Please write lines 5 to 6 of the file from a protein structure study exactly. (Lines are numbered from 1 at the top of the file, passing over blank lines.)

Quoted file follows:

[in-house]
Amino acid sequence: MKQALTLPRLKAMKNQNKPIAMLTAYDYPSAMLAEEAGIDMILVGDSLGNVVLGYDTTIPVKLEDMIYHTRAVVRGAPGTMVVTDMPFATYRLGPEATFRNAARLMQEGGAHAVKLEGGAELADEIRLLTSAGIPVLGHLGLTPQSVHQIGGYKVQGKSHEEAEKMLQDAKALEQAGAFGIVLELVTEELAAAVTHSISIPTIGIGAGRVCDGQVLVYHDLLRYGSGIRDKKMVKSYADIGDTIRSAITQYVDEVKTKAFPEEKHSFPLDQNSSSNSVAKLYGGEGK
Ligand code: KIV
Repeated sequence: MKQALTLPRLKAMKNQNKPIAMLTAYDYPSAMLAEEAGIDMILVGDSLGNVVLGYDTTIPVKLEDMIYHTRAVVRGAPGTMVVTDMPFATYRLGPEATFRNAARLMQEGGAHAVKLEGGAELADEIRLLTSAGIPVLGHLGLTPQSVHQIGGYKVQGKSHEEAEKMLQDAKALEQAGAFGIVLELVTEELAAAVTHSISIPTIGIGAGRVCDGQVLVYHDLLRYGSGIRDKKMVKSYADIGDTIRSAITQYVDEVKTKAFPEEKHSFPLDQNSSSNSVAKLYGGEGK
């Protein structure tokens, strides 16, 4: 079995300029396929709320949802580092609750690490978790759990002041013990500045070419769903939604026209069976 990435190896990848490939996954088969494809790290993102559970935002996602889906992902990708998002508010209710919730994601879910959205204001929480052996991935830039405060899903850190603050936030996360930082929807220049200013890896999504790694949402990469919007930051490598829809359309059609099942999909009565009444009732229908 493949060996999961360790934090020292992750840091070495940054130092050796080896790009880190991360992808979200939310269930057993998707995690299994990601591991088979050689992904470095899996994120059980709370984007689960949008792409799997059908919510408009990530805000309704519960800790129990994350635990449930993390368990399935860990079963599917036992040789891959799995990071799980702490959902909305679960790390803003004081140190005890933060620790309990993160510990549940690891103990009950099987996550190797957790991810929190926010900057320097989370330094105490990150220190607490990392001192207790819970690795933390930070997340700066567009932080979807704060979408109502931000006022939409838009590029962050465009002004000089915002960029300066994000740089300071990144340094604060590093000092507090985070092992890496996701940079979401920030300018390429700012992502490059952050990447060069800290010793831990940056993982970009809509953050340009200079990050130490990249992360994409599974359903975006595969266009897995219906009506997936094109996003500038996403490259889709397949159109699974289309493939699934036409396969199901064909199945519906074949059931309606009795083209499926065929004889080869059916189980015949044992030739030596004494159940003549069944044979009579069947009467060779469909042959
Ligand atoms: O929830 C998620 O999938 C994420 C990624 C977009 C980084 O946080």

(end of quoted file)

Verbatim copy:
């Protein structure tokens, strides 16, 4: 079995300029396929709320949802580092609750690490978790759990002041013990500045070419769903939604026209069976 990435190896990848490939996954088969494809790290993102559970935002996602889906992902990708998002508010209710919730994601879910959205204001929480052996991935830039405060899903850190603050936030996360930082929807220049200013890896999504790694949402990469919007930051490598829809359309059609099942999909009565009444009732229908 493949060996999961360790934090020292992750840091070495940054130092050796080896790009880190991360992808979200939310269930057993998707995690299994990601591991088979050689992904470095899996994120059980709370984007689960949008792409799997059908919510408009990530805000309704519960800790129990994350635990449930993390368990399935860990079963599917036992040789891959799995990071799980702490959902909305679960790390803003004081140190005890933060620790309990993160510990549940690891103990009950099987996550190797957790991810929190926010900057320097989370330094105490990150220190607490990392001192207790819970690795933390930070997340700066567009932080979807704060979408109502931000006022939409838009590029962050465009002004000089915002960029300066994000740089300071990144340094604060590093000092507090985070092992890496996701940079979401920030300018390429700012992502490059952050990447060069800290010793831990940056993982970009809509953050340009200079990050130490990249992360994409599974359903975006595969266009897995219906009506997936094109996003500038996403490259889709397949159109699974289309493939699934036409396969199901064909199945519906074949059931309606009795083209499926065929004889080869059916189980015949044992030739030596004494159940003549069944044979009579069947009467060779469909042959
Ligand atoms: O929830 C998620 O999938 C994420 C990624 C977009 C980084 O946080």